the other day i sat for a 45 minute phone interview with a firm who is conducting a survey for the national AIA on the profound diversity issue within the profession. the woman conducting the interview was particularly stricken by the 1% of licensed african-american architects which has not changed in 30-40 years...also by the number of women in architecture school (usually 50/50) and the # of licensed women architects which also has a huge discrepancy. there were numerous questions but the final one was this:

what are the major inhibitors/barriers to people of color? (african-american in particular since she was focusing on my experiece and perspective) students/practioners in architecture and what can be done to resolve this issue.

my answer: major money and energy needs to be put into: early exposure to architecture in secondary and presecondary education to cultivate the interest and love of architecture, funding for students of color in the post secondary education process and MENTORSHIP like nobody's business.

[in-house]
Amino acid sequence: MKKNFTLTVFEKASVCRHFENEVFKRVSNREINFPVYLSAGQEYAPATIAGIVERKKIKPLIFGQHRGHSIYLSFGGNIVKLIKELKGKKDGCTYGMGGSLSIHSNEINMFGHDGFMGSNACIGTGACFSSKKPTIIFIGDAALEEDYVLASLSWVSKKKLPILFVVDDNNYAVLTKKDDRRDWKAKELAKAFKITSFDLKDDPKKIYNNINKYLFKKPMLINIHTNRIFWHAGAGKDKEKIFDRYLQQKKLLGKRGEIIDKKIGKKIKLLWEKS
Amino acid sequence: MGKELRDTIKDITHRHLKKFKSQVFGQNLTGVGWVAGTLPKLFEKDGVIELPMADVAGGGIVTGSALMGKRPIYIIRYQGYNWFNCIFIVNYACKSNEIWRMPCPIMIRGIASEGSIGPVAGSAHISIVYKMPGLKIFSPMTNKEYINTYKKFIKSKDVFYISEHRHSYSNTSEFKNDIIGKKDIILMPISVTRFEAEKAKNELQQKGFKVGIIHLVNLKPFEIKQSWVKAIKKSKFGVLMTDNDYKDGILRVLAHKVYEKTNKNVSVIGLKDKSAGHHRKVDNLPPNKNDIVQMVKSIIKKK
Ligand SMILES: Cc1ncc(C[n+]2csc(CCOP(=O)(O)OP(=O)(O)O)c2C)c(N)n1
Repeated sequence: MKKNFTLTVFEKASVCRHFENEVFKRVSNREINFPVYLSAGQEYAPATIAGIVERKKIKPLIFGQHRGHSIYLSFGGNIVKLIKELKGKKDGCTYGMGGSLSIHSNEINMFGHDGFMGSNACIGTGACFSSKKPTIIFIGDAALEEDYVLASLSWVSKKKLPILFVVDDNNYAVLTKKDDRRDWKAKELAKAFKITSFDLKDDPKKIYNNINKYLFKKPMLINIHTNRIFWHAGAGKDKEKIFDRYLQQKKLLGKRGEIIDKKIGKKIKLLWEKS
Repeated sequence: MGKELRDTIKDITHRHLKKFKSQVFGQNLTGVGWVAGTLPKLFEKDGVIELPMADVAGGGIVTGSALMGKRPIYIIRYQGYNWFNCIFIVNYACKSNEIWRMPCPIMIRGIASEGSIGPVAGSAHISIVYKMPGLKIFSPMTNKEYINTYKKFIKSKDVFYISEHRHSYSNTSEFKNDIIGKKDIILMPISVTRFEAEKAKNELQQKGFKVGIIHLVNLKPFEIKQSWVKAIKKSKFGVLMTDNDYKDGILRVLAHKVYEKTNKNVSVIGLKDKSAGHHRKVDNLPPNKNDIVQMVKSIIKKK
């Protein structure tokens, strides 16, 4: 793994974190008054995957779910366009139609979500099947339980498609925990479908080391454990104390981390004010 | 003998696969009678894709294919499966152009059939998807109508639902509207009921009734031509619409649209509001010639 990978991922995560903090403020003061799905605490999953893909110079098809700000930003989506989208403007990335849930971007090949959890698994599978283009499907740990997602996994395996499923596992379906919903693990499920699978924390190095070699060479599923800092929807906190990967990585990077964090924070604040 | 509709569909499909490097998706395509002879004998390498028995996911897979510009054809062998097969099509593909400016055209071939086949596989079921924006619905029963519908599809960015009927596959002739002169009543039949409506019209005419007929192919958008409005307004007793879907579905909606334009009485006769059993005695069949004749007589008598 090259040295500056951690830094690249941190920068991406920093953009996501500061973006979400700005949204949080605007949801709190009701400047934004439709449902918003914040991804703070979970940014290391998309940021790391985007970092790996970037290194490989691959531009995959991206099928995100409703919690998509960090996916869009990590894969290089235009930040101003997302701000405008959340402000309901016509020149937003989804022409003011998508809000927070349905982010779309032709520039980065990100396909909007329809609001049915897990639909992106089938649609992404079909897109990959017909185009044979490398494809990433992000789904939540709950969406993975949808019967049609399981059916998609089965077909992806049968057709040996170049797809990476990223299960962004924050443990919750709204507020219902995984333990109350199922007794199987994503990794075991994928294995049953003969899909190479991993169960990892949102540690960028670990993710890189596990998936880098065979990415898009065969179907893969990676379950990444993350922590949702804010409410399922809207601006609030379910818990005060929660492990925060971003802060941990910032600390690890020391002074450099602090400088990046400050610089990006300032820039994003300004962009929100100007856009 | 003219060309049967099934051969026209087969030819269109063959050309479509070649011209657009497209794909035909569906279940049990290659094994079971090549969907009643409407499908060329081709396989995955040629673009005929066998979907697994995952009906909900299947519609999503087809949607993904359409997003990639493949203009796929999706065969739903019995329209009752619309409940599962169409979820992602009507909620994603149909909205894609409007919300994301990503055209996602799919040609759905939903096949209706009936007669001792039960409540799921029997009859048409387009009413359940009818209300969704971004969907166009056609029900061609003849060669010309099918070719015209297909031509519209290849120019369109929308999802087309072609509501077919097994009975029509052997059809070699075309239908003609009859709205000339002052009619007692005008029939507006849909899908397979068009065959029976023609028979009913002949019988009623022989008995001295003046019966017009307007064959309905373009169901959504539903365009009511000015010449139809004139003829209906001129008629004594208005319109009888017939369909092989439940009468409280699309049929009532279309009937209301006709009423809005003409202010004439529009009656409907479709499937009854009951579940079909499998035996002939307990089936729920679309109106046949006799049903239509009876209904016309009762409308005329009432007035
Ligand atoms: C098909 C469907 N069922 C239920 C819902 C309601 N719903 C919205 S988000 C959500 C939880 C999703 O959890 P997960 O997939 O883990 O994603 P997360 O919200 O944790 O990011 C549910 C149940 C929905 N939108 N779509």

a) exposure: given the percentages of architects of color, you are less likely to come in contact with an architect of color as a young person of color. your uncle, grandmother, cousin is not likely to be an architect. schools don't neccessarily promote architecture as a profession to pursue. for most people the main professions youth know about are: doctor, lawyer...maybe engineer. then there's teachers, law enforcement etc. etc.